Gulf War syndrome not caused by depleted uranium munitions – study
By Ben Mitchell, PA
Gulf War syndrome, which has left a quarter of a million veterans suffering long-term illness, was not caused by debris from depleted uranium munitions, according to a “conclusive” new scientific study.
Instead, researchers believe the symptoms suffered by service personnel since the conflict in 1991 might have been caused by exposure to sarin nerve agent released widely when troops destroyed caches of Iraqi chemical weapons.
The illness, which has been suffered by thousands of personnel from the armed forces of the UK, US and other allied nations, has caused a range of acute and chronic symptoms.
These include fatigue, headaches, joint pain, indigestion, insomnia, dizziness, respiratory disorders and memory problems, and scientists believe it appears rooted in neurological impairment.
Researchers from the University of Portsmouth tested sufferers to examine levels of residual depleted uranium in their bodies and they say their study “conclusively proves” that none of them were exposed to any significant amounts of depleted uranium.
The testing took into account the predicted decline in depleted uranium from normal metabolism over the time since potential exposure and testing, by using a highly sensitive method of testing in conjunction with metabolic modelling.
Professor Randall Parrish said: “For decades, medics and scientists have been looking for the elusive cause of Gulf War illness.
“That depleted uranium is not and never was in the bodies of those who are ill at sufficient quantities to cause disease will surprise many, including sufferers who have, for 30 years, suspected depleted uranium may have contributed to their illness.”
Prof Parrish said the most likely remaining causes for the illness are low-level and widespread exposure to sarin nerve agent released widely from the destruction of Iraqi chemical weapons caches in January 1991, possibly compounded by the use of organophosphate anti-nerve agent medication and the liberal use of pesticides to prevent malaria exposure to allied forces.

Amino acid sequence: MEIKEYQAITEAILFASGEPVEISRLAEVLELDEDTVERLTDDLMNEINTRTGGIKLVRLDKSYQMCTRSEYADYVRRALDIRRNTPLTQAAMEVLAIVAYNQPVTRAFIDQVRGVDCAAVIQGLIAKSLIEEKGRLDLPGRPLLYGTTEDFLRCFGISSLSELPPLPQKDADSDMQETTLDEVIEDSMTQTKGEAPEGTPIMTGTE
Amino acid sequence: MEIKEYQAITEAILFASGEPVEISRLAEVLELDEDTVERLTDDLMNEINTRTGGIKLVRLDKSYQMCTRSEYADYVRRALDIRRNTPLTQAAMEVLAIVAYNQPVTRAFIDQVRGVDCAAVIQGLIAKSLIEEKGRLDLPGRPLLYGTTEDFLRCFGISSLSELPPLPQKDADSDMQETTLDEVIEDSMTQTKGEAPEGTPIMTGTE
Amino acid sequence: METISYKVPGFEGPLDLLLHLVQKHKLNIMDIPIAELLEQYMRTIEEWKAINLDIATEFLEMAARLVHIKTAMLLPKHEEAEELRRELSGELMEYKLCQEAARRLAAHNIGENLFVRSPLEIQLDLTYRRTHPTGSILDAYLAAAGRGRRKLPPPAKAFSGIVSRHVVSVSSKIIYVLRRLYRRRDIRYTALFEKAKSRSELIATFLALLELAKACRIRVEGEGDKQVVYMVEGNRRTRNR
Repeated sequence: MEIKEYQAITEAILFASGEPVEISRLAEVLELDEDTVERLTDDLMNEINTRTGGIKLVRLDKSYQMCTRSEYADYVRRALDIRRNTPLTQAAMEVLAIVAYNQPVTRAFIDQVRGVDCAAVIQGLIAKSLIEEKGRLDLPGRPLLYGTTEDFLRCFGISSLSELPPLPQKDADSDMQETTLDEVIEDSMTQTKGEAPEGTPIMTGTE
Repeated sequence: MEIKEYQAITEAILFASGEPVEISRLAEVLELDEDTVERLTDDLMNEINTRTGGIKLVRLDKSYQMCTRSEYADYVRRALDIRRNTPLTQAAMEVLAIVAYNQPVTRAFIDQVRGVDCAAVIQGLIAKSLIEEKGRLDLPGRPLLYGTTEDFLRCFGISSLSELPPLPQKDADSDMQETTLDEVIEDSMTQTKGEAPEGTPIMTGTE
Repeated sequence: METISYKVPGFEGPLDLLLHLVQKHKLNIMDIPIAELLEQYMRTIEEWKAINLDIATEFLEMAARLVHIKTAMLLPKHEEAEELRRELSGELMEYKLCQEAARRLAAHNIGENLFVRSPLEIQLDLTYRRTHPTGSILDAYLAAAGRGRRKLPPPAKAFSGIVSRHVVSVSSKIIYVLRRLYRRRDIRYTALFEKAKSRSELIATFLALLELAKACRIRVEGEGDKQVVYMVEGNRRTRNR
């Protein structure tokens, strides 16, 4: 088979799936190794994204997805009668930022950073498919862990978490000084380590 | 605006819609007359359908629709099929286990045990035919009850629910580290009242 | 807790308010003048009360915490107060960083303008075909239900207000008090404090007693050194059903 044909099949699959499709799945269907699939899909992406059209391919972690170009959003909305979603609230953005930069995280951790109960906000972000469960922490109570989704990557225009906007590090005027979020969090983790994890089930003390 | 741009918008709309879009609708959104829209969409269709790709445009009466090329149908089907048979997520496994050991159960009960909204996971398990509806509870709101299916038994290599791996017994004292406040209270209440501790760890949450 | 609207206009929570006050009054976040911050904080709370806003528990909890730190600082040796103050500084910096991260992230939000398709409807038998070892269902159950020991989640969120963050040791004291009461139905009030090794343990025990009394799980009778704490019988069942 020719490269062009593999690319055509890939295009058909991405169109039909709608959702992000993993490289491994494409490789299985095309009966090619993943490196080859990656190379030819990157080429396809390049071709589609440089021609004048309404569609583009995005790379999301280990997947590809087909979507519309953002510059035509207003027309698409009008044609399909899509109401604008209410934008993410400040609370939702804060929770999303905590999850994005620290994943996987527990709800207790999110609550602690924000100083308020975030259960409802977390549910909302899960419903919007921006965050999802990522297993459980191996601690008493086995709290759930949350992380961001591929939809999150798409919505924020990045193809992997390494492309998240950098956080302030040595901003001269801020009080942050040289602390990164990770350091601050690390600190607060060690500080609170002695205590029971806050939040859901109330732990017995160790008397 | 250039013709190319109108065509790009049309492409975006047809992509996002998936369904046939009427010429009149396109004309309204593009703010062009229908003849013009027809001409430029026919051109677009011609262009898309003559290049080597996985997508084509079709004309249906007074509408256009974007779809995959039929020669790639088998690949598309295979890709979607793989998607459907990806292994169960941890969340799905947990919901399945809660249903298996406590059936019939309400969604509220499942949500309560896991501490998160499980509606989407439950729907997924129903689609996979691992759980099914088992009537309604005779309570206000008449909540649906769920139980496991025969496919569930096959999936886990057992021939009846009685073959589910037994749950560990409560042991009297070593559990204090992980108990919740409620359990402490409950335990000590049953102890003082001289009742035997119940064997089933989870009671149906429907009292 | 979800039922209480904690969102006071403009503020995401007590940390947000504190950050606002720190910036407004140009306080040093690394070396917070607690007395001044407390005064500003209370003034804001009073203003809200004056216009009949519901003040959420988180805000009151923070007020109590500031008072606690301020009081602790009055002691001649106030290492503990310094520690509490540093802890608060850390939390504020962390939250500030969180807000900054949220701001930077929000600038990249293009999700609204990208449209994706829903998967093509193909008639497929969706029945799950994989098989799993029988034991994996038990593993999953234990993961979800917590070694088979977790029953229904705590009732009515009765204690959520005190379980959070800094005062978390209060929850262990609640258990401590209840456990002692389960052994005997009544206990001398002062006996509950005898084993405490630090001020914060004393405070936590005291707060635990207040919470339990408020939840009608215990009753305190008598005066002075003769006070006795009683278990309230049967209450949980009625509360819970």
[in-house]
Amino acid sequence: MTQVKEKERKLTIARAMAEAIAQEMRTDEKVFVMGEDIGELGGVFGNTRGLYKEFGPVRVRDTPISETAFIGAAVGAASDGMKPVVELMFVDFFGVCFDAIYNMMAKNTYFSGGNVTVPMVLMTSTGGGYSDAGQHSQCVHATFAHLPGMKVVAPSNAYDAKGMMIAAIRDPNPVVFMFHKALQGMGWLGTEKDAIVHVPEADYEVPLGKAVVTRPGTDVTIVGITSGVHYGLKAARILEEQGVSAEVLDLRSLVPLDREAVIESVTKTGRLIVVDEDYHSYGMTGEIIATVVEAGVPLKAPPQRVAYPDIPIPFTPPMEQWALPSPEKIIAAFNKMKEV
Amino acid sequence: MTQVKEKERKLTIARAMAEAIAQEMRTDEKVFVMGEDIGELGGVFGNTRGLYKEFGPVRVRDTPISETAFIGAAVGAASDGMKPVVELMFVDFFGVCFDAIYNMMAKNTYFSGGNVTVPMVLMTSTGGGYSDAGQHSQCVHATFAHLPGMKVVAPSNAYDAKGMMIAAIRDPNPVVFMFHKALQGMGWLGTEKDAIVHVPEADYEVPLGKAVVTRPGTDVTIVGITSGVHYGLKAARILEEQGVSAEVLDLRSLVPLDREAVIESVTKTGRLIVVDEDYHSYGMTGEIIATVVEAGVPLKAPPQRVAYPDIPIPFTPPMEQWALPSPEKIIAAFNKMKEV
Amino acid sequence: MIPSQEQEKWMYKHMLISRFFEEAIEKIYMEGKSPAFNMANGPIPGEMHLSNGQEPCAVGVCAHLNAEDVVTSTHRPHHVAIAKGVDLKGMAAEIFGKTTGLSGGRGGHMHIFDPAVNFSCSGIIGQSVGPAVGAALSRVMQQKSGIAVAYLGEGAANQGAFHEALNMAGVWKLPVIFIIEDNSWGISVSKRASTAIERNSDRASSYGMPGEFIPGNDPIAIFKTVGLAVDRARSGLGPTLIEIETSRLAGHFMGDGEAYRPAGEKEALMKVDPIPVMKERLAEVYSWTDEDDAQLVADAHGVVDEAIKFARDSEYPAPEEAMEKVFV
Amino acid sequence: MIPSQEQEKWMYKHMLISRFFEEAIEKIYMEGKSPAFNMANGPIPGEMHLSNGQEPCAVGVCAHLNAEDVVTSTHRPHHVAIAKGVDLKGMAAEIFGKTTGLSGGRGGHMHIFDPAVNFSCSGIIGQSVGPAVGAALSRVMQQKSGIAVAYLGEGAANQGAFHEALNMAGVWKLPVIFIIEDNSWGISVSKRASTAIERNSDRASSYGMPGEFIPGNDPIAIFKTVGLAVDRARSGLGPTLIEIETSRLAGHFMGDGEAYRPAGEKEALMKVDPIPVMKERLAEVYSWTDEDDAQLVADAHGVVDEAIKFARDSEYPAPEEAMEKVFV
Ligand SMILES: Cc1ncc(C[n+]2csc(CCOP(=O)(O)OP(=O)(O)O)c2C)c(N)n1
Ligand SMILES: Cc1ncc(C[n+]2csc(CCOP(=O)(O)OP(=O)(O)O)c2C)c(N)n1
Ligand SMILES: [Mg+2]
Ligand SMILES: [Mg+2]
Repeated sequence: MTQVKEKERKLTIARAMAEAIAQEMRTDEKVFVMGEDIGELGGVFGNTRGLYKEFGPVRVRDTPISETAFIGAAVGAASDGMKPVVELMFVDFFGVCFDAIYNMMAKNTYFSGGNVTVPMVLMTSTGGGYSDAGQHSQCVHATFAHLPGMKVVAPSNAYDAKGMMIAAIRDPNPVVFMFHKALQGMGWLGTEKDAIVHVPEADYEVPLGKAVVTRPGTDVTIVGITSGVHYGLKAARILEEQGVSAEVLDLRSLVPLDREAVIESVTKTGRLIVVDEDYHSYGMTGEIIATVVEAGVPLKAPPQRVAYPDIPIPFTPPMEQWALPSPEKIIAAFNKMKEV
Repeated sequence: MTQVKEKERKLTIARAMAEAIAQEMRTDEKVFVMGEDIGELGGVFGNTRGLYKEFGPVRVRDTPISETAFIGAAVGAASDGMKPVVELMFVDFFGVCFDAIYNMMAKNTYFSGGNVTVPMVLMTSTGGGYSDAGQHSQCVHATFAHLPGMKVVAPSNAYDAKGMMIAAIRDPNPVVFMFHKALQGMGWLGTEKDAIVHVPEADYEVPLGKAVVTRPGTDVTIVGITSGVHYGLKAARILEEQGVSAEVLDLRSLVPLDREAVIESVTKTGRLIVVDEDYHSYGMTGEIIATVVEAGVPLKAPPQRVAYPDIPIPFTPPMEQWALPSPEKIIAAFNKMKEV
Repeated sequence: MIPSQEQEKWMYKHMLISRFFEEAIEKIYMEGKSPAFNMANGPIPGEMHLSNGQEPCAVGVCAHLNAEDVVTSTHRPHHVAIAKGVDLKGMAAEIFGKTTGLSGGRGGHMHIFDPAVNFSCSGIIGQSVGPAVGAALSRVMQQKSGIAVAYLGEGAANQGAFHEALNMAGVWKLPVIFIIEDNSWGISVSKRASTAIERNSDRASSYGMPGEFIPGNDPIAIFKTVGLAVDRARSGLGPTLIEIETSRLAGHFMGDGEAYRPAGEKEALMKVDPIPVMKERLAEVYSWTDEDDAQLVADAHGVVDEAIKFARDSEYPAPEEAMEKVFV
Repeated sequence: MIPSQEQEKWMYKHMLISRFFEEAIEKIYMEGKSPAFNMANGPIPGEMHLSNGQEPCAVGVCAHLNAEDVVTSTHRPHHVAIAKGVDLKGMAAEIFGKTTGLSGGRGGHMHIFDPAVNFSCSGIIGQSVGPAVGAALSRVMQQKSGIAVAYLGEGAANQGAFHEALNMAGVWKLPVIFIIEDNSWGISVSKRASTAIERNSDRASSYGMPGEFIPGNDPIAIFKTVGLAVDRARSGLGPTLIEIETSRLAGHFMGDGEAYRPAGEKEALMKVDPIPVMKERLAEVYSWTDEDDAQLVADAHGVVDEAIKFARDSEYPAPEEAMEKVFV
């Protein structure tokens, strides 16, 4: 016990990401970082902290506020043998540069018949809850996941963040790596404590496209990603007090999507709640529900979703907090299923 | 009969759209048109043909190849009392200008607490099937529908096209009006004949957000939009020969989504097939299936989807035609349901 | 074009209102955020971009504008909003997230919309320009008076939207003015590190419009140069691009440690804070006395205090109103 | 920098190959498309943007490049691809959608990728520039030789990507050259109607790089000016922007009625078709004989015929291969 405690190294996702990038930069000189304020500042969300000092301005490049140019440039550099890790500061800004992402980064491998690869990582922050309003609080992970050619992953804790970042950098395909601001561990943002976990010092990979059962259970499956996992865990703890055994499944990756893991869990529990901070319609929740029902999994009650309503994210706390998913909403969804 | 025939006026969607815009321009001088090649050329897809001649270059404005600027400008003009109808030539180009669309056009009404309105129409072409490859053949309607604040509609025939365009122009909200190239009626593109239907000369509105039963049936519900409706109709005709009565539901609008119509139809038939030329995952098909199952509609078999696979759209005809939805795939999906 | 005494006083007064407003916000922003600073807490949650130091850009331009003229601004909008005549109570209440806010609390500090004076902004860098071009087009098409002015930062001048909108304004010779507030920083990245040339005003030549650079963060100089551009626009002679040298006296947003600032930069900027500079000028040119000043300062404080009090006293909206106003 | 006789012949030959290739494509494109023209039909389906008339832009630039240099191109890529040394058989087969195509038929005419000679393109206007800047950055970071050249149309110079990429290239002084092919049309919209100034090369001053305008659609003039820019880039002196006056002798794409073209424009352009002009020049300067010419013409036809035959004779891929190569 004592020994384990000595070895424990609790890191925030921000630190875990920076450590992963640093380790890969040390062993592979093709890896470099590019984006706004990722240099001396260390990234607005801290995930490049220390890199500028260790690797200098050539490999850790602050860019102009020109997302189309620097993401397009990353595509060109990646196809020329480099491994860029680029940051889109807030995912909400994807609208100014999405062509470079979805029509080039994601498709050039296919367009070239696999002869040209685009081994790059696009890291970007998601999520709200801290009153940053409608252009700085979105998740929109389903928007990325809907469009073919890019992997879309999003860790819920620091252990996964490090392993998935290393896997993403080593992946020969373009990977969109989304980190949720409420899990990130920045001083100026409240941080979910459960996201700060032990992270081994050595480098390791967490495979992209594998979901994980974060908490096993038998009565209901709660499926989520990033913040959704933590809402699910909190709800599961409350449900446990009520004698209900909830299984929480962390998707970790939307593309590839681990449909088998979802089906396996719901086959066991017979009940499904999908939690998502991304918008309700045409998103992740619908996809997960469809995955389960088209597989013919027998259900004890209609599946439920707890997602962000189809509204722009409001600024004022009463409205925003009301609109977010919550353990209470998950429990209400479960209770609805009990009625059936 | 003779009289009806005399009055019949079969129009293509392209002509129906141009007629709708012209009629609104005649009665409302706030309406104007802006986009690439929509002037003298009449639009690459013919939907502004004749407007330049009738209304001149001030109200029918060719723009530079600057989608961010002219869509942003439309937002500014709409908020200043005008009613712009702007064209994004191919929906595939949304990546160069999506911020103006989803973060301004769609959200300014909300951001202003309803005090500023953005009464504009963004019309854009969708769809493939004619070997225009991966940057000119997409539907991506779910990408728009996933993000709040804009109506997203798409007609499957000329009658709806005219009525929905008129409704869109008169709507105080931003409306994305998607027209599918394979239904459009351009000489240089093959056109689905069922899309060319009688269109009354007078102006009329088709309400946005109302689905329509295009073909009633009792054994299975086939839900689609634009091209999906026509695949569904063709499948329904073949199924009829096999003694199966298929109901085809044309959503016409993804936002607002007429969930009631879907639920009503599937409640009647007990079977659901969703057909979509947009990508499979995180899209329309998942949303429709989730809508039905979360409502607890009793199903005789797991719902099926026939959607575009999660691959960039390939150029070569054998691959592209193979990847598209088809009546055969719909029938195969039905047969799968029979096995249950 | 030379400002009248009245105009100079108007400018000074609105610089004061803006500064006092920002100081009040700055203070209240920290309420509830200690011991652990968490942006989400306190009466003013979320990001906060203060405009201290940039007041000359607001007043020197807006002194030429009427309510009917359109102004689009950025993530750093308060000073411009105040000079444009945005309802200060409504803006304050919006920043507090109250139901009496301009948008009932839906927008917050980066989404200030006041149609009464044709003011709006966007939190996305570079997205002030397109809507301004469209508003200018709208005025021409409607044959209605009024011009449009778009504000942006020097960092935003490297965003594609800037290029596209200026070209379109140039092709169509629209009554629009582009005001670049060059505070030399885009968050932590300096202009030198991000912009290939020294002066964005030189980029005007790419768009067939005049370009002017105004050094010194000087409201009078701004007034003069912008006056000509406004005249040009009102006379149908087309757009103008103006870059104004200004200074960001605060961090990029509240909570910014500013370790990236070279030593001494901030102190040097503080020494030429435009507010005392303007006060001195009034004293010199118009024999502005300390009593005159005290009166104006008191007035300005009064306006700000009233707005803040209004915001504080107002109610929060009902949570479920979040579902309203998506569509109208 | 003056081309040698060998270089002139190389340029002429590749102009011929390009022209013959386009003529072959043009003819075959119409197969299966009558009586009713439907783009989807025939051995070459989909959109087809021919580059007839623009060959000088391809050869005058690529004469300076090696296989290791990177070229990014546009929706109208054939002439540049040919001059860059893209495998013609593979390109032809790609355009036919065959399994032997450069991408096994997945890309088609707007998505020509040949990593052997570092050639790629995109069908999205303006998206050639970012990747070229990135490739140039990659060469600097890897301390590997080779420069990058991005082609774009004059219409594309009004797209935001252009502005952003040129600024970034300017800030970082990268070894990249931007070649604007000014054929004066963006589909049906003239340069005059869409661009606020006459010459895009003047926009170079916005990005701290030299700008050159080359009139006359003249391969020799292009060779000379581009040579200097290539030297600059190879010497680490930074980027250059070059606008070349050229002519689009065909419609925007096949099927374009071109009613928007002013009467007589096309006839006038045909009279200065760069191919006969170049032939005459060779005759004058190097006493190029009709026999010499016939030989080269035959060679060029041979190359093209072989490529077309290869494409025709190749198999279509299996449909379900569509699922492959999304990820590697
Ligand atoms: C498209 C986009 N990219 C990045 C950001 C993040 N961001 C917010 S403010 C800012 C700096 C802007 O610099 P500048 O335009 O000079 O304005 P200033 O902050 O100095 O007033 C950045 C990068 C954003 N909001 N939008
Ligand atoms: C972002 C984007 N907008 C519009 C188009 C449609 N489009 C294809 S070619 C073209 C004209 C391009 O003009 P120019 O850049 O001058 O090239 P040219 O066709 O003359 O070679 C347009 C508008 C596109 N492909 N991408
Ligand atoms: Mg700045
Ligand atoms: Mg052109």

He said: “Depleted uranium munitions were used in the conflict as an effective weapon to destroy Iraqi tanks and its use has littered Iraq and Kuwait with uranium contamination, potentially affecting local people.
“Medical studies have shown that it can cause cancers and birth defects and for decades it has been alleged to be a smoking gun in Gulf War illness, which affects about 250,000 of the 750,000-plus allied forces who served in the six-month conflict.
“The plausibility of the link between depleted uranium and the illness has bubbled along now for nearly 30 years, but we would argue it’s time to look elsewhere.”
Prof Parrish developed a method of detecting depleted uranium in urine from an exposure many years earlier and tested 154 well-monitored US Gulf War veterans who have the illness.
Not a single trace of depleted uranium was found in any of the samples following testing which is 10 times more sensitive than previous procedures and no differences were found to a control group, according to the study carried out with Dr Robert Haley, of the University of Texas Southwestern Medical Centre in Dallas (USA), and published in the journal Nature Scientific Reports.
Prof Parrish said: “Being able to debunk the alleged connection between this illness and this radioactive substance allows the medical community to focus more clearly on what the likely cause(s) actually are.
“Finding causes is a nebulous game when you have so many options to blame. The allies’ own activities destroying an Iraqi nerve agent cache or spraying pesticides liberally on troops could be seen in hindsight as an inadvertent ‘own goal’ and one to be avoided in future conflicts.
“It is important to find causes for conditions like this, even if it takes a long time and the causes might be controversial.”
The Royal British Legion said its research suggests up to 33,000 UK Gulf War veterans could be living with the syndrome, with 1,300 claiming a war pension for conditions connected to their service in the Gulf.
Andy Pike, head of policy and research at the Royal British Legion said: “Whilst we welcome further research that helps to improve our knowledge of the experiences faced by Gulf War veterans, there has been little meaningful research published in the UK concerning effective treatment for those suffering from Gulf War illnesses.
“It is likely this lack of understanding has had a serious impact, leaving many veterans living with debilitating conditions 30 years after the end of combat operations.”
A Ministry of Defence spokesman said: “We are indebted to all those who served our country in the Gulf wars and have already sponsored significant research into the effects of this conflict on veterans.
“Although we have no plans to conduct further studies, we continue to monitor any Gulf War research that is published around the world.”